Issues with the alternator have had two effects. Some Charger owners have reported smelling burning rubber before their car shut down, while other drivers reported seeing the “Battery Power Saver” warning pop up on the message center, followed by other warning lights behaving erratically. In 2014, Dodge issued a recall to address these problems.
Faulty oil filter bypass valve
This particular problem affects all Chrysler and Dodge vehicles equipped with the 3.6-liter Pentastar engine. When changing the oil filter, you could randomly find the oil filter bypass valve broken.
The valve bypasses the filter, allowing you to still operate the engine when the filter is clogged. You can reinstall the filter without the bypass valve and drive, however, once your filter becomes clogged, there will be no way for your Charger’s engine to process the dirt, dust, and debris that enter. You can easily replace the oil valve filter bypass valve at home with basic tools in five minutes at a cost of $20-$30.
Some owners complain of the camshaft failing at around 100,000 miles. The cost to repair it at a garage with original equipment manufacturer parts is around $3,000 to $5,000.
Faulty head gasket
When oil gets in the coolant or coolant gets in the oil, the head gasket will blow. A blown head gasket results in discolored oil or coolant, a steamy exhaust, and a sweet odor.
Dodge Chargers have been known to misfire leading to decreased engine power and longer acceleration times. These misfires are caused by the lack of combustion in a cylinder.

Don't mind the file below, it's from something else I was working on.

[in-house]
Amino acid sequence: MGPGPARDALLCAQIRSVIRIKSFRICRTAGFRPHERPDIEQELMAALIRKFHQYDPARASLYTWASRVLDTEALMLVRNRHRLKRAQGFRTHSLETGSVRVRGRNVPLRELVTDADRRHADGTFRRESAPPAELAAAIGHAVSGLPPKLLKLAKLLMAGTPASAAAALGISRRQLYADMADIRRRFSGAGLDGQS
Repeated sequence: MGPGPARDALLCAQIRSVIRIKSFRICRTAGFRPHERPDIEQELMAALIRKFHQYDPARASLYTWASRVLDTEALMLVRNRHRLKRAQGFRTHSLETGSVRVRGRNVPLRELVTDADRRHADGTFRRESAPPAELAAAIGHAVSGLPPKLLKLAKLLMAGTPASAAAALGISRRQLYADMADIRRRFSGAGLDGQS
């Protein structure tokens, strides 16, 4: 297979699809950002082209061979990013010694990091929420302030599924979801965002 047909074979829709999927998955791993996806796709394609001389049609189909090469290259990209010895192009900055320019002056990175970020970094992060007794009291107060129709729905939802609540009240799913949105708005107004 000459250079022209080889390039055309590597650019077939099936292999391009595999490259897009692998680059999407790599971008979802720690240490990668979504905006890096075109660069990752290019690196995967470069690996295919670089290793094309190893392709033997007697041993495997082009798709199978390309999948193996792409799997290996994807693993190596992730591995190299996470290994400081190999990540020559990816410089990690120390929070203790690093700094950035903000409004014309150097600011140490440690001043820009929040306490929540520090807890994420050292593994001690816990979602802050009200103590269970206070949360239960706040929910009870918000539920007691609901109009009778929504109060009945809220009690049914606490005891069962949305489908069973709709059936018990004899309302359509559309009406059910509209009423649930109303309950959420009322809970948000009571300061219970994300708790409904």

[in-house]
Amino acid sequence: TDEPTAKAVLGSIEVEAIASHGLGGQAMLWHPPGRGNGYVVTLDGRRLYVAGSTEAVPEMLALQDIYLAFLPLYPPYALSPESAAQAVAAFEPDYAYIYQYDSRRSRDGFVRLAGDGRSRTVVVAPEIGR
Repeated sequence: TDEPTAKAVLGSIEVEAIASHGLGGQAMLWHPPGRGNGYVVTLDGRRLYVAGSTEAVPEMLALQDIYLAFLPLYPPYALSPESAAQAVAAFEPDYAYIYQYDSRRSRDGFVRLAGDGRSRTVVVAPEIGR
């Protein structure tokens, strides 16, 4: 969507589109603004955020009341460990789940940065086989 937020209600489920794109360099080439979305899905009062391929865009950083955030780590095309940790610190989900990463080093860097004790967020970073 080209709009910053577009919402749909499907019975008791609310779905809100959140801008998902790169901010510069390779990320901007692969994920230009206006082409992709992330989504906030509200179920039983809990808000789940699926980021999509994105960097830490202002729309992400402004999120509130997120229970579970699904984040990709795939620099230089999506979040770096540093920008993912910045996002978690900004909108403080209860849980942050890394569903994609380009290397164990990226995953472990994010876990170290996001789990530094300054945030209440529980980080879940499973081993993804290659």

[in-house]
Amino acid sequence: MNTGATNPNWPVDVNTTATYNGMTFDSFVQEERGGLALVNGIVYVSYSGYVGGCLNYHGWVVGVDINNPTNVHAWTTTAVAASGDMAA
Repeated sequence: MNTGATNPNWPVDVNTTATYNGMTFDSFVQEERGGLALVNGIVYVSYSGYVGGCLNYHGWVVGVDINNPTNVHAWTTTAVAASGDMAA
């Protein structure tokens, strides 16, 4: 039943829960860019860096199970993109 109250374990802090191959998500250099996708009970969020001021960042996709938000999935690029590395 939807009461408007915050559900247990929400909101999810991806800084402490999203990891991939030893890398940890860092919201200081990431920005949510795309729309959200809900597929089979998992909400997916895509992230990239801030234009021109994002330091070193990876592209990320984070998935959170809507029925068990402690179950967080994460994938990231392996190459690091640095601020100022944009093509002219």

False brake warning alert
Multiple Charger owners have reported the “brake warning” lights often illuminating, but when they brought the vehicle to be seen by a mechanic, the mechanic found no problems. Yet, the owners continued to see the “brake warning” lights illuminate.
When making a sharp turn in a Dodge Charger, you will hear a squeak emit from the car’s steering rack. This is usually the result of worn parts, such as the ball joint, or loose bolts in the vehicle’s steering rack. Replacing the faulty parts eliminates the sound.
Ticking noise in the engine
Dodge Chargers sometimes produce a ticking noise from the engine. There are two main culprits—valves in your engine not closing properly or loose connecting rods in the engine knocking against each other.
A musty odor
Drivers have reported that when the air conditioning is in use, it emits a musty odor through the vents. This issue is likely the result of a clogged cabin air filter, which can be easy to address. Remove the filter, then clean it with soap and water before reinstalling it.
Other drivers have reported that their vehicle’s airbags didn’t deploy in a crash. In these cases, the “check airbag” warning light didn’t illuminate beforehand.
There you have it, sixteen common problems with the Dodge Charger. Despite the car having these recurring issues over the years, they are not unique in the automotive world. Car brands and models are known for better, or worse, for various reasons. The Dodge Charger became a popular muscle car for a very good reason, in spite of its problems. If you’re looking to procure one of your own, or some other car or truck, then venture over to Municibid’s catalog and find a vehicle that fits what you’re after.